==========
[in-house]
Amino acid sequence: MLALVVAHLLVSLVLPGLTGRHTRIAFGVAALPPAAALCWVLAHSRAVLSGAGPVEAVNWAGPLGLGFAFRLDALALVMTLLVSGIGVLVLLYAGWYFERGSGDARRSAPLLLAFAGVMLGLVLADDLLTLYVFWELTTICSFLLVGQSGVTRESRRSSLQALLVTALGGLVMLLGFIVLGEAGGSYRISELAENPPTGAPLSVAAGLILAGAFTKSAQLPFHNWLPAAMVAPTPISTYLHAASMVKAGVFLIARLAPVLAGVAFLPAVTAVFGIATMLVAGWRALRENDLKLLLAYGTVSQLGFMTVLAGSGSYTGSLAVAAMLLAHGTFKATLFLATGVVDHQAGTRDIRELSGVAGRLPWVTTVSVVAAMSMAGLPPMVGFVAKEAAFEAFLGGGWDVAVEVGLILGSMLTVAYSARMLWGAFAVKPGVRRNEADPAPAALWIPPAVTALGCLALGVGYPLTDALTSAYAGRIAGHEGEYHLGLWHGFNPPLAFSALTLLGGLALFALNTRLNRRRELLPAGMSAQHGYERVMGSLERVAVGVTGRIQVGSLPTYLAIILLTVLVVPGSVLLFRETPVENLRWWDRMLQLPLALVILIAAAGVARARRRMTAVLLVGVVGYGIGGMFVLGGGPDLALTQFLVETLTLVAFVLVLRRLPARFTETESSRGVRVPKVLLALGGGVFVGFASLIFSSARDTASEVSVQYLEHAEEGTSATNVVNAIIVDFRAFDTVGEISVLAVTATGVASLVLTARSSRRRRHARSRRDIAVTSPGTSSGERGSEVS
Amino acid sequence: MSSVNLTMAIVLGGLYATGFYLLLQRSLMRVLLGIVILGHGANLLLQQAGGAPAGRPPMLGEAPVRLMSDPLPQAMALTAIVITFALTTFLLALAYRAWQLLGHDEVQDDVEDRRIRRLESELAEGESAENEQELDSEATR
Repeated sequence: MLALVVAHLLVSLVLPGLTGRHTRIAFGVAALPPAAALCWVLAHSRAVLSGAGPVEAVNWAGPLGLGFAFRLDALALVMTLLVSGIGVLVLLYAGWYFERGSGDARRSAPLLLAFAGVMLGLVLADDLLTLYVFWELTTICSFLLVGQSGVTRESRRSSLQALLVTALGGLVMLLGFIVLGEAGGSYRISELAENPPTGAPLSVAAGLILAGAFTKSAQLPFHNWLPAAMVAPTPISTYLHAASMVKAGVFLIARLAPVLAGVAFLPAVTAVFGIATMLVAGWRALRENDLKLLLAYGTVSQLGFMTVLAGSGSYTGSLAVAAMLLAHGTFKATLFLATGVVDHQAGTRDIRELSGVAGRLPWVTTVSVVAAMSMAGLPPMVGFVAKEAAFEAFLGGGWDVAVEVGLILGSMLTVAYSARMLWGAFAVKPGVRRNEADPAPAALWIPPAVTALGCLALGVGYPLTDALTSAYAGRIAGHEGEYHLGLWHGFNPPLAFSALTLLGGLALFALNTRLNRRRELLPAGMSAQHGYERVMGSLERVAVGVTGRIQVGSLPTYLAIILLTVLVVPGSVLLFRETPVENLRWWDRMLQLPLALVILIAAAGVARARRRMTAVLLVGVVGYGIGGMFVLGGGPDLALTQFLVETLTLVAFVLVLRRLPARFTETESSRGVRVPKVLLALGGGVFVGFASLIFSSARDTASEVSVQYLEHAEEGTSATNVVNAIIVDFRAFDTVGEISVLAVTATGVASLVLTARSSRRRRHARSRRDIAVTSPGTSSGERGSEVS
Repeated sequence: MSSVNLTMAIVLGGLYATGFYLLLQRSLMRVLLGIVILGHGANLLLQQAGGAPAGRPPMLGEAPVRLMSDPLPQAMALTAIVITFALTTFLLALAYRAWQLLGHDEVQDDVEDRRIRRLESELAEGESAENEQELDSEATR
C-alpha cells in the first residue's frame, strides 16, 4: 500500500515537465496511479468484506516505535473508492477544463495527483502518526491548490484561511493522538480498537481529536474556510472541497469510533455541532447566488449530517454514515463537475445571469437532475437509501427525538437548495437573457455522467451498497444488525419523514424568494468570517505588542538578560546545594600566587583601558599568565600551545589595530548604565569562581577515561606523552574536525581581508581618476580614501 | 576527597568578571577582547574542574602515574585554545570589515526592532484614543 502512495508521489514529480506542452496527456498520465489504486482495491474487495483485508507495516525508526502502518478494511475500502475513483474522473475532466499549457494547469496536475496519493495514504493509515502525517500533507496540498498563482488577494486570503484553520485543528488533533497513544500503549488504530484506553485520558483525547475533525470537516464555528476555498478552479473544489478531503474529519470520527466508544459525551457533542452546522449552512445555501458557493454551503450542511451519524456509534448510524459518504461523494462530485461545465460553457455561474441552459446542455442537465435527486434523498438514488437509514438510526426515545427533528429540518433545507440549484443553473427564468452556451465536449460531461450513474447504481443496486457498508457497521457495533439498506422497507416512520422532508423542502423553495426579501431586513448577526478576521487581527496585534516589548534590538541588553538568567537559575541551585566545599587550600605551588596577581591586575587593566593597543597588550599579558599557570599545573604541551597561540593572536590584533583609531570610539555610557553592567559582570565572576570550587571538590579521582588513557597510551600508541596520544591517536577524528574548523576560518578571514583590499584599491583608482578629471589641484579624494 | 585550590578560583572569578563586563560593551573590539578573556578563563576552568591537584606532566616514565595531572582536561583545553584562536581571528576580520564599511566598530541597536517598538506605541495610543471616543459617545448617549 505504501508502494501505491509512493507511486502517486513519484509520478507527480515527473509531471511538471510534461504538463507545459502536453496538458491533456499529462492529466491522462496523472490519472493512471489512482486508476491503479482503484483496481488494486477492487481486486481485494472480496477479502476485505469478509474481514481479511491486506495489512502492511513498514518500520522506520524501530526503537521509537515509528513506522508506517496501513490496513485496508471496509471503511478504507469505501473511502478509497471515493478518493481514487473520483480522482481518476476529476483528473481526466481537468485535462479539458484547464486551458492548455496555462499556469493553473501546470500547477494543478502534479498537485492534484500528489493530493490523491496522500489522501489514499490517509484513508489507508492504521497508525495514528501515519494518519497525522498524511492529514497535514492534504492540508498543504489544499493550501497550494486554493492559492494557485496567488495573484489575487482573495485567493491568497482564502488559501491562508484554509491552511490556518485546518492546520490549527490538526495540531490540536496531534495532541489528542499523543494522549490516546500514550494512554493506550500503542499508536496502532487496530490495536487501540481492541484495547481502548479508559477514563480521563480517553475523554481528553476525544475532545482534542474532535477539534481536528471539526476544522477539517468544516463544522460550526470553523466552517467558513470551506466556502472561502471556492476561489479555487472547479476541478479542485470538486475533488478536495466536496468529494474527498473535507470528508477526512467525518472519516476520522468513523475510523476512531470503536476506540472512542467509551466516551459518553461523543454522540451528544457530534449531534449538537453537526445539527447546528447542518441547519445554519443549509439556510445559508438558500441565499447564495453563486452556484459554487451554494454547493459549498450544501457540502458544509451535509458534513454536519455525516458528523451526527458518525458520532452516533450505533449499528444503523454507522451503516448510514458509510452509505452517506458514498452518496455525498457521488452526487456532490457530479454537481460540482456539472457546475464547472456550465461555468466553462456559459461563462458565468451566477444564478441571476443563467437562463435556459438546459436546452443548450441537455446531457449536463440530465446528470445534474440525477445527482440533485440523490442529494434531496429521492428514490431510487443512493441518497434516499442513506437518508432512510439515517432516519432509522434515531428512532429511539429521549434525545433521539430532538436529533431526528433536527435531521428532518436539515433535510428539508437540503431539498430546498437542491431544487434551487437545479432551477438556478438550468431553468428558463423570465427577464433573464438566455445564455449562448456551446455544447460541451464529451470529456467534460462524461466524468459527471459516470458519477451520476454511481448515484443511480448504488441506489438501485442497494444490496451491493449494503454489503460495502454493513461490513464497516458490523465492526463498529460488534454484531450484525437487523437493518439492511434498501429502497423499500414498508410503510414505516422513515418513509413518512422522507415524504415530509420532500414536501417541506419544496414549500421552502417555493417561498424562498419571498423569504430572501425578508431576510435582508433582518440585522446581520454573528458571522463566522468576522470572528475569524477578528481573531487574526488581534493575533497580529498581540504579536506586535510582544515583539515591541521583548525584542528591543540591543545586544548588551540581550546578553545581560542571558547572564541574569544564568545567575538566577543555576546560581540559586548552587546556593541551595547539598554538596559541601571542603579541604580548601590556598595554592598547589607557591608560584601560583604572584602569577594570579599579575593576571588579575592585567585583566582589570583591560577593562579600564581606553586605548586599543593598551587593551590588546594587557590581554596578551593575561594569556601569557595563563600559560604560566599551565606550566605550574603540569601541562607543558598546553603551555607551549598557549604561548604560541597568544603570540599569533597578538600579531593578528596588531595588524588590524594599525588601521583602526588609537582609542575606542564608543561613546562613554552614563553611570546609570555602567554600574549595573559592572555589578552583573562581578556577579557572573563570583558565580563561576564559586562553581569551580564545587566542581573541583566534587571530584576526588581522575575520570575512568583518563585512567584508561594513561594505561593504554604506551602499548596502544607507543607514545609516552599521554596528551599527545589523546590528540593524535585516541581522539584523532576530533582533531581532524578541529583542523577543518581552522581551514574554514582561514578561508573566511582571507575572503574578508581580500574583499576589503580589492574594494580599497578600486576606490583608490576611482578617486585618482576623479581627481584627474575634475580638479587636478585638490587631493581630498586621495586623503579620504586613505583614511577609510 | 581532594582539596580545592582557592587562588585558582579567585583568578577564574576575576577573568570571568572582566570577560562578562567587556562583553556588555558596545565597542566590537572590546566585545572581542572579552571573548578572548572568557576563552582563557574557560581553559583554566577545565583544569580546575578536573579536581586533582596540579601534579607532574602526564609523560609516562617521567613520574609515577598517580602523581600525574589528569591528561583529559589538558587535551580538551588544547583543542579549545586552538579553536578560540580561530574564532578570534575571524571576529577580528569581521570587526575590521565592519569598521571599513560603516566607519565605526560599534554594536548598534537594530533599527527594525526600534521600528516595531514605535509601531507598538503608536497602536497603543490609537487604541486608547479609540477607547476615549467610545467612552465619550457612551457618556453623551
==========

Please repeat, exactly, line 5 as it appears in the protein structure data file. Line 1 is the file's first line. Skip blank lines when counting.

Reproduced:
Repeated sequence: MSSVNLTMAIVLGGLYATGFYLLLQRSLMRVLLGIVILGHGANLLLQQAGGAPAGRPPMLGEAPVRLMSDPLPQAMALTAIVITFALTTFLLALAYRAWQLLGHDEVQDDVEDRRIRRLESELAEGESAENEQELDSEATR